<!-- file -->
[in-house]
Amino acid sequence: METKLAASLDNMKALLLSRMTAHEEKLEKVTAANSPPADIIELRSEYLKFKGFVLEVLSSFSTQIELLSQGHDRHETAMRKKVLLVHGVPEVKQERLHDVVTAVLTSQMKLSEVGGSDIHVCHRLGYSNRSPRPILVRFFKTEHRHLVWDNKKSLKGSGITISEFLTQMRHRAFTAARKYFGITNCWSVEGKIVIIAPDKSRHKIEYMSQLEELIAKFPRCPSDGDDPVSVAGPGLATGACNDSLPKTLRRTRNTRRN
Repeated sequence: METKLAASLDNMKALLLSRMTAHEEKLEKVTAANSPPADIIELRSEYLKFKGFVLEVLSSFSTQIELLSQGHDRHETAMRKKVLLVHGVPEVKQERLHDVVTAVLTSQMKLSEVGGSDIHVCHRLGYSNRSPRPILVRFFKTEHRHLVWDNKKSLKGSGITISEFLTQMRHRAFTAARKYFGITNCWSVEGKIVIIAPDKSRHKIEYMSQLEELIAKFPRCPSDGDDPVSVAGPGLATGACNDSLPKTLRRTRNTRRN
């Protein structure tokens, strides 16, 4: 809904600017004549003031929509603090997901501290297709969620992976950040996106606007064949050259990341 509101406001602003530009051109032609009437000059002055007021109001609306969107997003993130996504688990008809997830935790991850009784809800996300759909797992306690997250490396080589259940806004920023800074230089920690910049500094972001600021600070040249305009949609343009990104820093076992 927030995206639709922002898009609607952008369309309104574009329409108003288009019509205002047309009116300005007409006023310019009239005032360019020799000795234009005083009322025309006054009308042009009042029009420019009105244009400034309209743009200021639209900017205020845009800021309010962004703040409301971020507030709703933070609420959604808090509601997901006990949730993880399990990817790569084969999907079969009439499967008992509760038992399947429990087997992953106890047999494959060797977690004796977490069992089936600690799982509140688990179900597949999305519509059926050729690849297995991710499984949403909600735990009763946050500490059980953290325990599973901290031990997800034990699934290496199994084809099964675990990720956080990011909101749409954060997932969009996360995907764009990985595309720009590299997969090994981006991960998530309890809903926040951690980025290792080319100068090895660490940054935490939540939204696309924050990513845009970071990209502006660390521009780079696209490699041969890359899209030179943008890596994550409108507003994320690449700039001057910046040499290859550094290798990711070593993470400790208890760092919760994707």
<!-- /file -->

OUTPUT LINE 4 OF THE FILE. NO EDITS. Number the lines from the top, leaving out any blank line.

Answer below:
């Protein structure tokens, strides 16, 4: 809904600017004549003031929509603090997901501290297709969620992976950040996106606007064949050259990341 509101406001602003530009051109032609009437000059002055007021109001609306969107997003993130996504688990008809997830935790991850009784809800996300759909797992306690997250490396080589259940806004920023800074230089920690910049500094972001600021600070040249305009949609343009990104820093076992 927030995206639709922002898009609607952008369309309104574009329409108003288009019509205002047309009116300005007409006023310019009239005032360019020799000795234009005083009322025309006054009308042009009042029009420019009105244009400034309209743009200021639209900017205020845009800021309010962004703040409301971020507030709703933070609420959604808090509601997901006990949730993880399990990817790569084969999907079969009439499967008992509760038992399947429990087997992953106890047999494959060797977690004796977490069992089936600690799982509140688990179900597949999305519509059926050729690849297995991710499984949403909600735990009763946050500490059980953290325990599973901290031990997800034990699934290496199994084809099964675990990720956080990011909101749409954060997932969009996360995907764009990985595309720009590299997969090994981006991960998530309890809903926040951690980025290792080319100068090895660490940054935490939540939204696309924050990513845009970071990209502006660390521009780079696209490699041969890359899209030179943008890596994550409108507003994320690449700039001057910046040499290859550094290798990711070593993470400790208890760092919760994707």